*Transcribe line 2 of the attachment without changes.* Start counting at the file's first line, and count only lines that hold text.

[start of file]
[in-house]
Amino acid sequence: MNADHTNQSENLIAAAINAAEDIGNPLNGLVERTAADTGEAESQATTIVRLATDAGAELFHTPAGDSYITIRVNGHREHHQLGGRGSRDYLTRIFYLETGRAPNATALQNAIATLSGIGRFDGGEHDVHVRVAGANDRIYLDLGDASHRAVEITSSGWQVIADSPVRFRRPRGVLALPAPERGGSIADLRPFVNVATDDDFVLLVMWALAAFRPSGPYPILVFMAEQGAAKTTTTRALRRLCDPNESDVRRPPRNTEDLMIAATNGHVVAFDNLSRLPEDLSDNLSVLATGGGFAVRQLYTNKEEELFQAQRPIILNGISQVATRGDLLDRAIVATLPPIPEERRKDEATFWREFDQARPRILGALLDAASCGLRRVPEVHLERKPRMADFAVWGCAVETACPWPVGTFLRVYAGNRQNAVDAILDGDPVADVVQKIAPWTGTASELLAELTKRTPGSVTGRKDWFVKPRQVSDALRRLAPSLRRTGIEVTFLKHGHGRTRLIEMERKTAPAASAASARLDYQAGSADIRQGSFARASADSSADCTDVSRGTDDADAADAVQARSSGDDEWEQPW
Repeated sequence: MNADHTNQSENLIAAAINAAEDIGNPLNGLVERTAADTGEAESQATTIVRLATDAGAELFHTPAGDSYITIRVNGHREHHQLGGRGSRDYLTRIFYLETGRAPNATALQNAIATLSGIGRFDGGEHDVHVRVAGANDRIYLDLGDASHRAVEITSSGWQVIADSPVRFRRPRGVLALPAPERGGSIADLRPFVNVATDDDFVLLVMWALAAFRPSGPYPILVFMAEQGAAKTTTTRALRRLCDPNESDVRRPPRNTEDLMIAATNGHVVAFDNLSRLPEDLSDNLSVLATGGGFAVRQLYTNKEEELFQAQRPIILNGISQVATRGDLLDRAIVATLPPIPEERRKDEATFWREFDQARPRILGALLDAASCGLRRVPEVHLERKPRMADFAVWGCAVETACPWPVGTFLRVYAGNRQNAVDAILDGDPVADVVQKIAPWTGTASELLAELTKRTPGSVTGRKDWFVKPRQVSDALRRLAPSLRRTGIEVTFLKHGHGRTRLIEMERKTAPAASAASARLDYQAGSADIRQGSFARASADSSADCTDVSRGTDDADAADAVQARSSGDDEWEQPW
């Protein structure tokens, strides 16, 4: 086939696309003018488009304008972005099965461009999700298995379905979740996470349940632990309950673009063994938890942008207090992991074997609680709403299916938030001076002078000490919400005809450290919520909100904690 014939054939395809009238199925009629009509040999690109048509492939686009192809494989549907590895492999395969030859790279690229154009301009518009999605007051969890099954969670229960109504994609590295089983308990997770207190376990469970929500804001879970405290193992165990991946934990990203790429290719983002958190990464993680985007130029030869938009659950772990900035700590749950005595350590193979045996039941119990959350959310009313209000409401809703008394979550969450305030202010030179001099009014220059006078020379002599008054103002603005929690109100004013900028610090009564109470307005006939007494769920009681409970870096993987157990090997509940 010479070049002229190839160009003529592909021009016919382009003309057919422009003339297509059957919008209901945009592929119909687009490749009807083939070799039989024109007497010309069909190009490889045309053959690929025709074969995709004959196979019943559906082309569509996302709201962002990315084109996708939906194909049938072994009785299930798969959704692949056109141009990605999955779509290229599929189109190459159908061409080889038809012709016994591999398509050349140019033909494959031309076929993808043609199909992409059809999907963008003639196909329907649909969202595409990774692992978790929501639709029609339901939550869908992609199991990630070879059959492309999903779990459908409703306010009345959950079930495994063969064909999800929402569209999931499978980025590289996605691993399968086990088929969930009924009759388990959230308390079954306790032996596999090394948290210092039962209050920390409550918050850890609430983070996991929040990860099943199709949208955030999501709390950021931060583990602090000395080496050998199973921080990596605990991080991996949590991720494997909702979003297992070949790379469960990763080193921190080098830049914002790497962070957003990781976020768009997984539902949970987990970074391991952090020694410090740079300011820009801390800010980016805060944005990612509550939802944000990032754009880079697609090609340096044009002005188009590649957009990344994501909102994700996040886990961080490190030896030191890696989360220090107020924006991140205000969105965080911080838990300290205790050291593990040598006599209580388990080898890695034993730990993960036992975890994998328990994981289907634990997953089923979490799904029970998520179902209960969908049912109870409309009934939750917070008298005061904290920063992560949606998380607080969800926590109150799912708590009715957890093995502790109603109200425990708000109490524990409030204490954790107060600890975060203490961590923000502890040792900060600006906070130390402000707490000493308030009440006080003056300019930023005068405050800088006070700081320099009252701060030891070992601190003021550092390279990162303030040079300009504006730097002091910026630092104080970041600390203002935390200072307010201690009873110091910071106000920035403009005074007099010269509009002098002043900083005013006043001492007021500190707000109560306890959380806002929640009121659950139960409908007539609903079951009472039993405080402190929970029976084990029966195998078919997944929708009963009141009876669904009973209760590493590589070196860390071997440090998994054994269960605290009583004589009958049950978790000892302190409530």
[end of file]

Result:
Amino acid sequence: MNADHTNQSENLIAAAINAAEDIGNPLNGLVERTAADTGEAESQATTIVRLATDAGAELFHTPAGDSYITIRVNGHREHHQLGGRGSRDYLTRIFYLETGRAPNATALQNAIATLSGIGRFDGGEHDVHVRVAGANDRIYLDLGDASHRAVEITSSGWQVIADSPVRFRRPRGVLALPAPERGGSIADLRPFVNVATDDDFVLLVMWALAAFRPSGPYPILVFMAEQGAAKTTTTRALRRLCDPNESDVRRPPRNTEDLMIAATNGHVVAFDNLSRLPEDLSDNLSVLATGGGFAVRQLYTNKEEELFQAQRPIILNGISQVATRGDLLDRAIVATLPPIPEERRKDEATFWREFDQARPRILGALLDAASCGLRRVPEVHLERKPRMADFAVWGCAVETACPWPVGTFLRVYAGNRQNAVDAILDGDPVADVVQKIAPWTGTASELLAELTKRTPGSVTGRKDWFVKPRQVSDALRRLAPSLRRTGIEVTFLKHGHGRTRLIEMERKTAPAASAASARLDYQAGSADIRQGSFARASADSSADCTDVSRGTDDADAADAVQARSSGDDEWEQPW